The group’s electronics have been used in space at the International Space Station and gas turbines that generate electricity for the power grid. The work led to the development of extreme-temperature electronics manufacturer Ozark Integrated Circuits, or Ozark IC, 10 years ago.

Continued space exploration will mean that more electronics will need to survive in extreme environments. What’s learned from the space explorations impacts lives here, Mantooth said.

He also explained the importance of security in an internet-connected world. An internet-connected coffee machine was an entry point for a hacker into a system, he said. If the systems are designed with cybersecurity in mind, they won’t be as vulnerable to cyberattacks. He said this might include “cyber-hardened” solar inverters or power routers. If electronics are correctly designed, the only enemies of electronics would be time and temperature, he added.

Mantooth said the recent cold temperatures that contributed to the grid issues in Texas comprised a resiliency issue. But if the problem were cyberattacks, the resolution wouldn’t be the temperature rising. That is an issue that the group works on, he noted.

The group recently released an electric vehicle motor drive with 90 kilowatts per liter of power. In 2014, the state-of-the-art motor drive was 9 kilowatts per liter. The U.S. Department of Energy set a benchmark of 13.4 kilowatts per liter for 2020.

“We blew past that at 90 kilowatts per liter,” Mantooth said. “We’re putting 90 kilowatts of power in 1 liter. As a result, we can only imagine the types of systems that we can build and how powerful they can be. That’s a world first.”

He foresees battery-electric being replaced by more sustainable hydrogen-electric.

“Batteries might not be the most sustainable thing for our planet in the long run,” he said. “Is it a stop-gap to help start weaning us off of as much fossil fuels? And I’m an advocate for balance. I’m not for ditching fossil fuels. But what are the other energy mechanisms where we can store and manage energy? Batteries are a part of the equation and will always be a part of the equation, but I don’t think they are the total solution.”

Mantooth, a distinguished professor in the electrical engineering department, has been a part of four startups in Arkansas: Arkansas Power Electronics International, Lynguent, Ozark Integrated Circuits and Bastazo. He’s senior past president of the Institute of Electrical and Electronics Engineers Power Electronics Society, which has about 10,000 members.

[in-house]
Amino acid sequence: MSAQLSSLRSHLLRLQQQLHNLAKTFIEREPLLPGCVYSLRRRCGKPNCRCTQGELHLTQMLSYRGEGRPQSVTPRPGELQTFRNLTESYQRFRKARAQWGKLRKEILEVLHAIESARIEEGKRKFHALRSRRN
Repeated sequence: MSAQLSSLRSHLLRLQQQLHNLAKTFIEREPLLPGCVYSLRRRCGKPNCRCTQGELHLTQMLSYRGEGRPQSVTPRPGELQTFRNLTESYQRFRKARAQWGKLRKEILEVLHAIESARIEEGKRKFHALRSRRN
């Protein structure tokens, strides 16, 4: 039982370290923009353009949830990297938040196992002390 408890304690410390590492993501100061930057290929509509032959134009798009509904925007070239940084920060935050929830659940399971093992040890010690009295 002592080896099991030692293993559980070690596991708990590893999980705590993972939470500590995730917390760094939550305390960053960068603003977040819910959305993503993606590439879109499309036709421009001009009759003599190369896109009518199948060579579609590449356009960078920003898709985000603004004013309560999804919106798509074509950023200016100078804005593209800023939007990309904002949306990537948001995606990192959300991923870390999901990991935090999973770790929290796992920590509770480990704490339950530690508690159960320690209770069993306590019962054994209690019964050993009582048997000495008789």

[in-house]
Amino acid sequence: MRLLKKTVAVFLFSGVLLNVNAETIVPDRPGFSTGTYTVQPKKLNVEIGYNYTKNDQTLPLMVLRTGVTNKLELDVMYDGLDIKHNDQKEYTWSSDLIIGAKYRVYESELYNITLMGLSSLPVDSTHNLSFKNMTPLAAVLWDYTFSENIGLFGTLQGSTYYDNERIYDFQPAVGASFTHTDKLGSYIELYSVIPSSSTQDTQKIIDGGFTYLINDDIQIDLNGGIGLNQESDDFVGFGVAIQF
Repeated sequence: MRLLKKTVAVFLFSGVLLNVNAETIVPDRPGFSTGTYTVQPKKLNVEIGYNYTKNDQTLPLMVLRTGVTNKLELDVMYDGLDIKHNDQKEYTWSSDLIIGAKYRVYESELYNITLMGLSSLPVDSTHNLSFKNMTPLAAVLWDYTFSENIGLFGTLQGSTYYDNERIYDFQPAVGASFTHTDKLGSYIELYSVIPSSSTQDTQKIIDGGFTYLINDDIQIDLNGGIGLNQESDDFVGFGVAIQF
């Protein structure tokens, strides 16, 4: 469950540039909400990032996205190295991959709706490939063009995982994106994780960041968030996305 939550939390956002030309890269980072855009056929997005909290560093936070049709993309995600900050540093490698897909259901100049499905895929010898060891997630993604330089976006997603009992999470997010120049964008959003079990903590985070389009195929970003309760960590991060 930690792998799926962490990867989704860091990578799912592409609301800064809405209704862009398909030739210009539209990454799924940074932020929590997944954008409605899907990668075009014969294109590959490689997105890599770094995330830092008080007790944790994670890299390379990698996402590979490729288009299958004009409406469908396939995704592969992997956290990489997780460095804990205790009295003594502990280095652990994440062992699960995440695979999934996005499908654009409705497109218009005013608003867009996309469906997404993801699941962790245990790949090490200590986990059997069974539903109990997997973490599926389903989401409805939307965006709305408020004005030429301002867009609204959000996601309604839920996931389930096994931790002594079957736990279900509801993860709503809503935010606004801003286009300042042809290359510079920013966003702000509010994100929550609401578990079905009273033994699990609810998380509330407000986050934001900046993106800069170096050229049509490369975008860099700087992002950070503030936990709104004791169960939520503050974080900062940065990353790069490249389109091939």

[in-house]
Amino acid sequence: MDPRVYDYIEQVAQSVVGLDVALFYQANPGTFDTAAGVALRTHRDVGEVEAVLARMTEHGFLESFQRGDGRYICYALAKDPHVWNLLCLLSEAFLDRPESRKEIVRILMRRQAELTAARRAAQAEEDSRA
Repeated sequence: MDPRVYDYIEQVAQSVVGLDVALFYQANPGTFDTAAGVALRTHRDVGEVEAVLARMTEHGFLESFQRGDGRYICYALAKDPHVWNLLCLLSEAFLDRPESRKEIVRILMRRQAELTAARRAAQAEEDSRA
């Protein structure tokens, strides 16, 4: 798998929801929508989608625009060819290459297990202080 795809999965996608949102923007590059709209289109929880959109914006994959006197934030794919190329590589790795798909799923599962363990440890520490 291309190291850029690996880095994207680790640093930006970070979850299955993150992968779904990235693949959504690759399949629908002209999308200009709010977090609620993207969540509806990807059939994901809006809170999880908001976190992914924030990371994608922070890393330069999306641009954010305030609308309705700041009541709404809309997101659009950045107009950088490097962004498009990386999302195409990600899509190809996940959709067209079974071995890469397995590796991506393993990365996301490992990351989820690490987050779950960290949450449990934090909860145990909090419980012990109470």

The UA Power Group includes facilities and federally-funded centers of excellence, such as Grid-connected Advanced Power Electronic Systems (GRAPES), the Center for Power Optimization of Electro-Thermal Systems (POETS), Cybersecurity Center for Secure Evolvable Energy Delivery Systems (SEEDS). GRAPES, which started in 2010, is focused on inserting power electronics into the electric power grid and has collaborated with universities in Germany and South Korea on grid resiliency projects. POETS regards innovation in high-density power electronics for electric vehicles, including heavy-duty trucks and aerospace. SEEDS works to improve the security of the electric power grid. Mantooth is the executive director for GRAPES, POETS and SEEDS. He’s also the executive director for the National Center for Reliable Electric Power Transmission (NCREPT) at the UA. NCREPT allows companies to test their electronics there.

“What makes our program unique is that it’s vertically integrated,” Mantooth said. “We call it materials to systems. We work from the materials for semiconductor devices and packaging work up to the system prototyping. We’ve prototyped things that have gone inside a Toyota Prius. We’ve put things inside Caterpillar’s heavy loaders. Later this year, we’ll be flying things at the Oshkosh airshow, FAA-certified electronics that will be the actual motor-drive for hybrid-electric aircraft. We take it from the technology level all the way to the end. There’s not another program like this in America.”

The UA started both POETS and SEEDS in 2015, and SEEDS led to the spin-out company Bastazo, which was established in March 2020.